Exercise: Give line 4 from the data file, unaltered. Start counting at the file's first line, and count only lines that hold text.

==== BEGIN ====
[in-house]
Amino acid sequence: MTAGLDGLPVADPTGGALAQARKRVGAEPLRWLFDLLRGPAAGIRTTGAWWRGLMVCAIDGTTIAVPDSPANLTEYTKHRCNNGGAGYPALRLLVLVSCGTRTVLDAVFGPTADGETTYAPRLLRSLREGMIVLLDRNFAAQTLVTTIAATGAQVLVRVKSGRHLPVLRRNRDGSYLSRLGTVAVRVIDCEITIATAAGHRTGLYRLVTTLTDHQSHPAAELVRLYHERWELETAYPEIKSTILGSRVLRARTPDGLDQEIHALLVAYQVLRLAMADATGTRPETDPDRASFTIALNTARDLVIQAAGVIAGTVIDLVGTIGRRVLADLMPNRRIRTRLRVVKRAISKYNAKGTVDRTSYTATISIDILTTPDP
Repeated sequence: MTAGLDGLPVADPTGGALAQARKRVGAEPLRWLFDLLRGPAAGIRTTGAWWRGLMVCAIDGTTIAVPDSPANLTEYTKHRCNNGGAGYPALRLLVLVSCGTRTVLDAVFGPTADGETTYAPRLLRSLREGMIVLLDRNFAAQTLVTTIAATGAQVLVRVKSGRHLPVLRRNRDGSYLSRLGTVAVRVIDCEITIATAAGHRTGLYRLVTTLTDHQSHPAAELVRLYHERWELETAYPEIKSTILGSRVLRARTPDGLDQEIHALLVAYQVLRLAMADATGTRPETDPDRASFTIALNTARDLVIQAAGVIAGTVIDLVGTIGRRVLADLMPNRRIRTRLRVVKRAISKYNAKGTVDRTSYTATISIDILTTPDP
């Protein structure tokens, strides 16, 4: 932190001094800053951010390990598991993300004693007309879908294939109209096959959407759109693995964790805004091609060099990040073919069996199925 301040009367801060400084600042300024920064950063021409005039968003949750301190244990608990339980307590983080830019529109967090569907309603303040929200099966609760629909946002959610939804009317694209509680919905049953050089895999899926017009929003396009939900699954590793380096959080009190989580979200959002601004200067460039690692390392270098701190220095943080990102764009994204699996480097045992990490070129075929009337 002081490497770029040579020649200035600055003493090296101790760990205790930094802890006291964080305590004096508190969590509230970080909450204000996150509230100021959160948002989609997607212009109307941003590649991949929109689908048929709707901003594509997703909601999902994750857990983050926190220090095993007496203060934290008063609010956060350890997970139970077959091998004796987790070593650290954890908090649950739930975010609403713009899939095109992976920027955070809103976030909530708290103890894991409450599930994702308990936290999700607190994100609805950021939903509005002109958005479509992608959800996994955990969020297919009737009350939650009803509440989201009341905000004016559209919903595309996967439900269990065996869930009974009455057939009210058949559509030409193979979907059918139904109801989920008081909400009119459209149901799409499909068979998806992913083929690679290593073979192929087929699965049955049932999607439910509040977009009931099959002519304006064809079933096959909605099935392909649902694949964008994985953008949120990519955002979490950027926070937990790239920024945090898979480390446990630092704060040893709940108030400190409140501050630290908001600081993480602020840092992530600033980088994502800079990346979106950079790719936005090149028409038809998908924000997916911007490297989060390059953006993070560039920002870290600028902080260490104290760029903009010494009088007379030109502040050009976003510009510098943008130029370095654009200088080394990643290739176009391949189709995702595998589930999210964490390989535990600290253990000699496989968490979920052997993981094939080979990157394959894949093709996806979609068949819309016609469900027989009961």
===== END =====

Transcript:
């Protein structure tokens, strides 16, 4: 932190001094800053951010390990598991993300004693007309879908294939109209096959959407759109693995964790805004091609060099990040073919069996199925 301040009367801060400084600042300024920064950063021409005039968003949750301190244990608990339980307590983080830019529109967090569907309603303040929200099966609760629909946002959610939804009317694209509680919905049953050089895999899926017009929003396009939900699954590793380096959080009190989580979200959002601004200067460039690692390392270098701190220095943080990102764009994204699996480097045992990490070129075929009337 002081490497770029040579020649200035600055003493090296101790760990205790930094802890006291964080305590004096508190969590509230970080909450204000996150509230100021959160948002989609997607212009109307941003590649991949929109689908048929709707901003594509997703909601999902994750857990983050926190220090095993007496203060934290008063609010956060350890997970139970077959091998004796987790070593650290954890908090649950739930975010609403713009899939095109992976920027955070809103976030909530708290103890894991409450599930994702308990936290999700607190994100609805950021939903509005002109958005479509992608959800996994955990969020297919009737009350939650009803509440989201009341905000004016559209919903595309996967439900269990065996869930009974009455057939009210058949559509030409193979979907059918139904109801989920008081909400009119459209149901799409499909068979998806992913083929690679290593073979192929087929699965049955049932999607439910509040977009009931099959002519304006064809079933096959909605099935392909649902694949964008994985953008949120990519955002979490950027926070937990790239920024945090898979480390446990630092704060040893709940108030400190409140501050630290908001600081993480602020840092992530600033980088994502800079990346979106950079790719936005090149028409038809998908924000997916911007490297989060390059953006993070560039920002870290600028902080260490104290760029903009010494009088007379030109502040050009976003510009510098943008130029370095654009200088080394990643290739176009391949189709995702595998589930999210964490390989535990600290253990000699496989968490979920052997993981094939080979990157394959894949093709996806979609068949819309016609469900027989009961």